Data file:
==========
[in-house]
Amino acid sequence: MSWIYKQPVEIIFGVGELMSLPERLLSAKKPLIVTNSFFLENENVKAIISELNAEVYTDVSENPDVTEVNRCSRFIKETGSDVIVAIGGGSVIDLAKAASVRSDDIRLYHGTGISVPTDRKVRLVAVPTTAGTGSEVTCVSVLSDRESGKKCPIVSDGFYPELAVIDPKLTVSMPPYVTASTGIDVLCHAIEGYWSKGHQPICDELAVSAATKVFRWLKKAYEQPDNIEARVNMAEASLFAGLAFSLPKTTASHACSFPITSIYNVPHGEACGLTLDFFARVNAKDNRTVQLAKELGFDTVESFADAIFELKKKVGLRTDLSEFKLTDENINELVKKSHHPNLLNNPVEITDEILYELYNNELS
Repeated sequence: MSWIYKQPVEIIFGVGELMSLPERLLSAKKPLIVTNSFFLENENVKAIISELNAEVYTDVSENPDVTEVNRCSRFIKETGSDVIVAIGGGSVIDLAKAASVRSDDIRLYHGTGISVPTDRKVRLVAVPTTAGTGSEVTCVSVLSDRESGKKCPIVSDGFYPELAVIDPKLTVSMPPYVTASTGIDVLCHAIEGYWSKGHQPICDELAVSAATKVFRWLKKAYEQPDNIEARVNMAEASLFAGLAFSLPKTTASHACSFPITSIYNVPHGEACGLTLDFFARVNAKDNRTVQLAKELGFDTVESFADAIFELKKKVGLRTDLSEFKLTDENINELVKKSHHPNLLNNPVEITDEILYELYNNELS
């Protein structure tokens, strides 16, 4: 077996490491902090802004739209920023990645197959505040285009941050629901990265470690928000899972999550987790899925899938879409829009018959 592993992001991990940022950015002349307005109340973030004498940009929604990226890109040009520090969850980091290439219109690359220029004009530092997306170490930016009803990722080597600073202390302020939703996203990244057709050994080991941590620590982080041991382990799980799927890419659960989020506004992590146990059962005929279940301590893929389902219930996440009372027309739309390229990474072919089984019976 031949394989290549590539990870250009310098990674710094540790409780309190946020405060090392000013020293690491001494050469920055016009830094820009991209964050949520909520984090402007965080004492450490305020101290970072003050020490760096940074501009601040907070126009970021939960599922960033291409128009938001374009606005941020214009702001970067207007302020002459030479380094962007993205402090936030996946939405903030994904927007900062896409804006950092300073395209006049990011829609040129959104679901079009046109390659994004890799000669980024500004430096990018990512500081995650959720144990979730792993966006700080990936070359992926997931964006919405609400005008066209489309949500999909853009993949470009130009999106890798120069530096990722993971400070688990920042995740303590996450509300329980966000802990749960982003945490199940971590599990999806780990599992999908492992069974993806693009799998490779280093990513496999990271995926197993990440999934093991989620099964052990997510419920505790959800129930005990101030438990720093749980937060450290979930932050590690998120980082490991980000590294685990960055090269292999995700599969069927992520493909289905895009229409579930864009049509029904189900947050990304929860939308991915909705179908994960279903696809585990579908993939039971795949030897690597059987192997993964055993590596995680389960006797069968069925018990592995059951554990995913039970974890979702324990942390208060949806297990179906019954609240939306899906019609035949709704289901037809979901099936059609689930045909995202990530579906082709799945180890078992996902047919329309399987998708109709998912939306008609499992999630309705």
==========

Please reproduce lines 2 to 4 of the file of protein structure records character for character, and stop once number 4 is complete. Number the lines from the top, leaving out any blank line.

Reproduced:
Amino acid sequence: MSWIYKQPVEIIFGVGELMSLPERLLSAKKPLIVTNSFFLENENVKAIISELNAEVYTDVSENPDVTEVNRCSRFIKETGSDVIVAIGGGSVIDLAKAASVRSDDIRLYHGTGISVPTDRKVRLVAVPTTAGTGSEVTCVSVLSDRESGKKCPIVSDGFYPELAVIDPKLTVSMPPYVTASTGIDVLCHAIEGYWSKGHQPICDELAVSAATKVFRWLKKAYEQPDNIEARVNMAEASLFAGLAFSLPKTTASHACSFPITSIYNVPHGEACGLTLDFFARVNAKDNRTVQLAKELGFDTVESFADAIFELKKKVGLRTDLSEFKLTDENINELVKKSHHPNLLNNPVEITDEILYELYNNELS
Repeated sequence: MSWIYKQPVEIIFGVGELMSLPERLLSAKKPLIVTNSFFLENENVKAIISELNAEVYTDVSENPDVTEVNRCSRFIKETGSDVIVAIGGGSVIDLAKAASVRSDDIRLYHGTGISVPTDRKVRLVAVPTTAGTGSEVTCVSVLSDRESGKKCPIVSDGFYPELAVIDPKLTVSMPPYVTASTGIDVLCHAIEGYWSKGHQPICDELAVSAATKVFRWLKKAYEQPDNIEARVNMAEASLFAGLAFSLPKTTASHACSFPITSIYNVPHGEACGLTLDFFARVNAKDNRTVQLAKELGFDTVESFADAIFELKKKVGLRTDLSEFKLTDENINELVKKSHHPNLLNNPVEITDEILYELYNNELS
């Protein structure tokens, strides 16, 4: 077996490491902090802004739209920023990645197959505040285009941050629901990265470690928000899972999550987790899925899938879409829009018959 592993992001991990940022950015002349307005109340973030004498940009929604990226890109040009520090969850980091290439219109690359220029004009530092997306170490930016009803990722080597600073202390302020939703996203990244057709050994080991941590620590982080041991382990799980799927890419659960989020506004992590146990059962005929279940301590893929389902219930996440009372027309739309390229990474072919089984019976 031949394989290549590539990870250009310098990674710094540790409780309190946020405060090392000013020293690491001494050469920055016009830094820009991209964050949520909520984090402007965080004492450490305020101290970072003050020490760096940074501009601040907070126009970021939960599922960033291409128009938001374009606005941020214009702001970067207007302020002459030479380094962007993205402090936030996946939405903030994904927007900062896409804006950092300073395209006049990011829609040129959104679901079009046109390659994004890799000669980024500004430096990018990512500081995650959720144990979730792993966006700080990936070359992926997931964006919405609400005008066209489309949500999909853009993949470009130009999106890798120069530096990722993971400070688990920042995740303590996450509300329980966000802990749960982003945490199940971590599990999806780990599992999908492992069974993806693009799998490779280093990513496999990271995926197993990440999934093991989620099964052990997510419920505790959800129930005990101030438990720093749980937060450290979930932050590690998120980082490991980000590294685990960055090269292999995700599969069927992520493909289905895009229409579930864009049509029904189900947050990304929860939308991915909705179908994960279903696809585990579908993939039971795949030897690597059987192997993964055993590596995680389960006797069968069925018990592995059951554990995913039970974890979702324990942390208060949806297990179906019954609240939306899906019609035949709704289901037809979901099936059609689930045909995202990530579906082709799945180890078992996902047919329309399987998708109709998912939306008609499992999630309705």